Higher Ground

My Papa madly bushwhacked, certain we could out chase death. He bent over like a crooked stick, beating the vegetated earth into a submission of passage. Mama carried her two prized chickens, one under each arm. The sound of the clucking echoed strangely within such dense jungle growth. I feared the bad men would hear their squawking, but I kept my fears under my shoes. With each step, I smashed panic into the ground, grinding it into dark, murky dust lost in the sea of roots. Still, I was relieved when Mama hung those noisy birds upside down. Then, they grew muted and fell into the deep slumber of the innocent.

The waters of our poisoned streams had come along us. Thick, humid air covered our skin, seeping through the damp clothing. I was afraid to breathe and took in hesitant, shallow breaths. Some more unblemished children might worry that they might become pregnant after swallowing a watermelon seed. But me? I suspected that with just one wrong inhale, the spirits of the slaughtered would enter, reducing my body to the same dissolved corruption as the many bodies we had witnessed floating in polluted streams and riverbeds.

Suddenly, so unexpectedly, Papa had sat down hard. He mewled, having finally found the small trickle of a pathway. Mama waved her numbed arms in joy, which woke the birds. They recovered their own voices, joining within the sounds of us three. Soon, we had found the small hidden hut, covered, as it was, in a thousand vines. My great-grandfather had built it in a different time of trouble. The shelter had stood steady in waiting despite the pulsing life that squeezed around it like many green snakes. It was a good thing to be so disguised.

Within a short while, we had our routine. But why was Papa dawdling? Mama went outside after giving me a salted tortilla and offered what her last smile. She found her mate lying so still in the early morning, with light falling softly through the heart-shaped leaves of a balsa tree. She tiptoed quietly, thinking he was fast asleep.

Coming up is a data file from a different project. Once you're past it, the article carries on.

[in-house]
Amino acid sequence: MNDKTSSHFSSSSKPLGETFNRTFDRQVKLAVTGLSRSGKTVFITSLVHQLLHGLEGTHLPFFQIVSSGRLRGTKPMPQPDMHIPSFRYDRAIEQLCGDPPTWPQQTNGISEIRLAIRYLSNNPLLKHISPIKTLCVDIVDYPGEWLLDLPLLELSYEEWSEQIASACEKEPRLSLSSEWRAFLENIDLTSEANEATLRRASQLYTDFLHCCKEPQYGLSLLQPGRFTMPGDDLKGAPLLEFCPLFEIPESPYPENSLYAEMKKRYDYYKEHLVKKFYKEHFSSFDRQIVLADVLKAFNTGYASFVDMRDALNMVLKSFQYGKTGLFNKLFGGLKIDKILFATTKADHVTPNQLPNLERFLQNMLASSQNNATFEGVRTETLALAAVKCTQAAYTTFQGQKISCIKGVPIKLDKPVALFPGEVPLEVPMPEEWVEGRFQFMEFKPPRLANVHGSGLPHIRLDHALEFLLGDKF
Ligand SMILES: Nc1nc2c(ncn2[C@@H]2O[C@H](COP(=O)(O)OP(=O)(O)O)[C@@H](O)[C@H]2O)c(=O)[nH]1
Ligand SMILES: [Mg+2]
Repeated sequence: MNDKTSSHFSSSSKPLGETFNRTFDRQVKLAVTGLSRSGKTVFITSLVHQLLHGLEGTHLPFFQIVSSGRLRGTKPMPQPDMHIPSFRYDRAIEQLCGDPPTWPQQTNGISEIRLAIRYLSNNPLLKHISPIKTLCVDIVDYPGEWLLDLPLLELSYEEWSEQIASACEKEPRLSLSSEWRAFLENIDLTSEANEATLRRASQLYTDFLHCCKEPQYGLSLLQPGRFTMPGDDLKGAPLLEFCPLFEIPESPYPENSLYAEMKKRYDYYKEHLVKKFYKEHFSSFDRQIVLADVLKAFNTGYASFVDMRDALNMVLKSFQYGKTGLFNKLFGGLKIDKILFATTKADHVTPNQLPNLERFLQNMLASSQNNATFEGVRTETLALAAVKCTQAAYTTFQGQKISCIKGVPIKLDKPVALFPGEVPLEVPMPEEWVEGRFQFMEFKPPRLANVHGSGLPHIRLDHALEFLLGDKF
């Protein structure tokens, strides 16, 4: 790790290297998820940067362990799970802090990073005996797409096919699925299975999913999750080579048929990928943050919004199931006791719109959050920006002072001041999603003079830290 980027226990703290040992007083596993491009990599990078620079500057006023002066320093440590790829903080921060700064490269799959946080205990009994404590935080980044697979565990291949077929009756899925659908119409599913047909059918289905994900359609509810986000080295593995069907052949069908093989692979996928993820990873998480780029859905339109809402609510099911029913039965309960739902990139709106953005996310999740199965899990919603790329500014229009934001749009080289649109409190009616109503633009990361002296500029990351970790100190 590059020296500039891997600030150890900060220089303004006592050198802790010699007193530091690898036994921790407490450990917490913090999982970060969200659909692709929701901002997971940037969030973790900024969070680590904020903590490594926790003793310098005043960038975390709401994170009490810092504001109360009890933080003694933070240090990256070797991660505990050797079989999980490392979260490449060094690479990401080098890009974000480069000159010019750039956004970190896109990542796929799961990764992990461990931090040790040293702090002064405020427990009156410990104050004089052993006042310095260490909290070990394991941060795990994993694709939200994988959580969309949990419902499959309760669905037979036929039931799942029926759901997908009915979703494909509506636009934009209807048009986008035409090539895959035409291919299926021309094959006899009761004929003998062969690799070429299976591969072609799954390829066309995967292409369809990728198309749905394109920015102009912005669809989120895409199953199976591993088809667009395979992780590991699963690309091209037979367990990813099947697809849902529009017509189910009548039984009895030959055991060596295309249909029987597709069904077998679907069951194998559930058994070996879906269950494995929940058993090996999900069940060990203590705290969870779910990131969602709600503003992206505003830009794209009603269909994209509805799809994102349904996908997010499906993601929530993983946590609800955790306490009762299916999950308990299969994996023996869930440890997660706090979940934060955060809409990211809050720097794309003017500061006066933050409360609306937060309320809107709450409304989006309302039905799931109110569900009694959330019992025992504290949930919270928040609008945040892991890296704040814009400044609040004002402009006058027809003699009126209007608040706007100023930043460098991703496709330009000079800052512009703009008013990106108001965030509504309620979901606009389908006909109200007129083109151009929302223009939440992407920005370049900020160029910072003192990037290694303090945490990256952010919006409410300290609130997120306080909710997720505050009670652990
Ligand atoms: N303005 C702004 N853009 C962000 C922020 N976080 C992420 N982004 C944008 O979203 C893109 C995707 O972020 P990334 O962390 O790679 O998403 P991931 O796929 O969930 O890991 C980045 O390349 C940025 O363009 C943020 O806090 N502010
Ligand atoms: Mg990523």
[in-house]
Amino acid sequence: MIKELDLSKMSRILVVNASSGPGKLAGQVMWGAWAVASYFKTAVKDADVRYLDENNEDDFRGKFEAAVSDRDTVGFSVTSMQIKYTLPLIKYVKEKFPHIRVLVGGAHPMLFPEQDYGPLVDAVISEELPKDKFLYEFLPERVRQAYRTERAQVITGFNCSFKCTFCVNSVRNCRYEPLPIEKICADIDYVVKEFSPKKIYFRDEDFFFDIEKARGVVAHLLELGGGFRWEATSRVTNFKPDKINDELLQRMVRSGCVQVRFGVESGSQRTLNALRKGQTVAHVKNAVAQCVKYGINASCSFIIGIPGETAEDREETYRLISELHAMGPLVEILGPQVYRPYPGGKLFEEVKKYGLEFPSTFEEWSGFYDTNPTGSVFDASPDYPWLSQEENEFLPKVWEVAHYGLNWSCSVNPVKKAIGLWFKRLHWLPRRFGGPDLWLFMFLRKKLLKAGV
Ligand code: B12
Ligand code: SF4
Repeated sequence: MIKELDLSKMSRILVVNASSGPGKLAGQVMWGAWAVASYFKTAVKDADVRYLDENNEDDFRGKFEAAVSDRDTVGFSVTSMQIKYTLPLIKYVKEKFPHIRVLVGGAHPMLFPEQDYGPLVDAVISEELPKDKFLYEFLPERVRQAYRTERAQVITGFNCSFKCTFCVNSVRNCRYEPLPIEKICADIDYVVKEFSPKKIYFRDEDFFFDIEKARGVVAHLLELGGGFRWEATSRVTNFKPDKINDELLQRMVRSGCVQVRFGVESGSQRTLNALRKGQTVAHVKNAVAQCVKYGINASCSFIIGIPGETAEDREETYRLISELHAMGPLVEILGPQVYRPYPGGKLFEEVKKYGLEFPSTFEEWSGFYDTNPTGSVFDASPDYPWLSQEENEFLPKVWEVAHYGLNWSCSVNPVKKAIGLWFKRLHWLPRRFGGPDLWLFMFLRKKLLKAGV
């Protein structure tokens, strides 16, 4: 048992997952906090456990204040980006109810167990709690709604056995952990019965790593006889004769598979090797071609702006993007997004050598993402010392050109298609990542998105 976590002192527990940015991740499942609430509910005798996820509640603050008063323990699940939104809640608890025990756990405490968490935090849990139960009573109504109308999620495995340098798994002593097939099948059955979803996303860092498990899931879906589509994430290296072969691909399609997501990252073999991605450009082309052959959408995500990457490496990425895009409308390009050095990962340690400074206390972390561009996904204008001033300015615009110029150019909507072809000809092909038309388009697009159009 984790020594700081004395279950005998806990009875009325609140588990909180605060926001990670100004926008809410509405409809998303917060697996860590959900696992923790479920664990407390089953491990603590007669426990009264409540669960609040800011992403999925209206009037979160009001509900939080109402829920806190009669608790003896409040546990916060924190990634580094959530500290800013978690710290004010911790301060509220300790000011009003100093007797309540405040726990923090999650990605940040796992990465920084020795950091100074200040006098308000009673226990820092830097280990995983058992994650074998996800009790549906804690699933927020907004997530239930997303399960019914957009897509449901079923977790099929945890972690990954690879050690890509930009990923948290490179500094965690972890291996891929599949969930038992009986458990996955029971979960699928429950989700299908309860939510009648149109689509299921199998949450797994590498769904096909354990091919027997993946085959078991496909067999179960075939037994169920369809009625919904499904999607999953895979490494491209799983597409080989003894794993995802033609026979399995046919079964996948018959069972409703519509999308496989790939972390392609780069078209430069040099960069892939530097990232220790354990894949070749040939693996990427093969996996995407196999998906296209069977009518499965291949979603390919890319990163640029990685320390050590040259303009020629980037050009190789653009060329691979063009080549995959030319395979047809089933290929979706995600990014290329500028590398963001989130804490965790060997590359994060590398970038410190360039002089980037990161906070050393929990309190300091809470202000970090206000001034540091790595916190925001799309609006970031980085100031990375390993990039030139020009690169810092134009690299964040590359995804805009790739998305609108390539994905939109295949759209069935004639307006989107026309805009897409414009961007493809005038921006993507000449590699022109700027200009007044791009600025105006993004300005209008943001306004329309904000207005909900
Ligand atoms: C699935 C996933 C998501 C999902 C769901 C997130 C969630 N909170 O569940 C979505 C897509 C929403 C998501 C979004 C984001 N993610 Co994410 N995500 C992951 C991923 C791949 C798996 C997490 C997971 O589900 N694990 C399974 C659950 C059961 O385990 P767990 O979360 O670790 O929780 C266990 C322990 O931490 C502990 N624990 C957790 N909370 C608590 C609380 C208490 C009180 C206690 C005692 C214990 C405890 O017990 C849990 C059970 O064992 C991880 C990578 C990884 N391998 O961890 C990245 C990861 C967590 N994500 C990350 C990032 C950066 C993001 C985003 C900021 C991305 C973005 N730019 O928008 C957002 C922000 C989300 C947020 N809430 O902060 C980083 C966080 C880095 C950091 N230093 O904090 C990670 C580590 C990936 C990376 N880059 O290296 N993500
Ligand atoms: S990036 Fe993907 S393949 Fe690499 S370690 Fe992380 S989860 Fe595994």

Instead, my Papa had been shot through his head. A crimson O wept from under his widow’s peak. I peeked around from the half-open doorway as Mama tried to shake him awake, but it did no good. He had entered the land of the dead from which no one returns opaque with life.

An urraca, a type of magpie, called out in a scoffing laugh that joined with the crack of the rifle as Mama fell hard in a swoon, so much red blood pouring through her chest. I did not cry out but to my shame hid tight against a grayed shadow. There was no way for my sadness to escape hidden as it was under a twisted canopy that obscured the sky.



The evil men crept through the shadows and discovered me crunched into the corner of my bed. Wrapped tightly under the blanket my grandmother had woven, I had hoped she would be my secret talisman. Such a foolish child, my feeble wish was useless. There was no one left to protect me. My bed shirt lay aside as limp as my will as greedy hands tore through cloth and then ripped through my soft child flesh. One at a time, all ten of them feasted. Although it was so sweltering, I shook as if it were freezing. The sound of their laughter cascaded like rancid ice, filling me with cold. Then, tossing me onto the floor, those same clenched fingers began to beat upon my bruised body, plummeting me into a small, broken thing. I tried to murmur for mercy, but my words were stuck behind my swollen lips and cracked teeth. Finally, when there was so little left of me, and they had grown bored and weary, one of the men, a big brawny one who smelled of sour sweat and rifle oil, picked me up and threw me through the upstairs opening. He thought to destroy me. To remove yet another witness to horror unbridled.


But he had failed as the merciless always do. Although my body lay crumpled and discarded as if it were mere cloth, my essence had flown above, far from the wrenching tragedy. From on high, there was peace. I soared upwards on newly grown wings. Far off, past mountains, gardens, and the largest of the houses, there was the open pasture of a peaceful kingdom. With newly grown wings, I stretched towards it. This was better than a land of the free, a place of spirit unbounded. I headed home.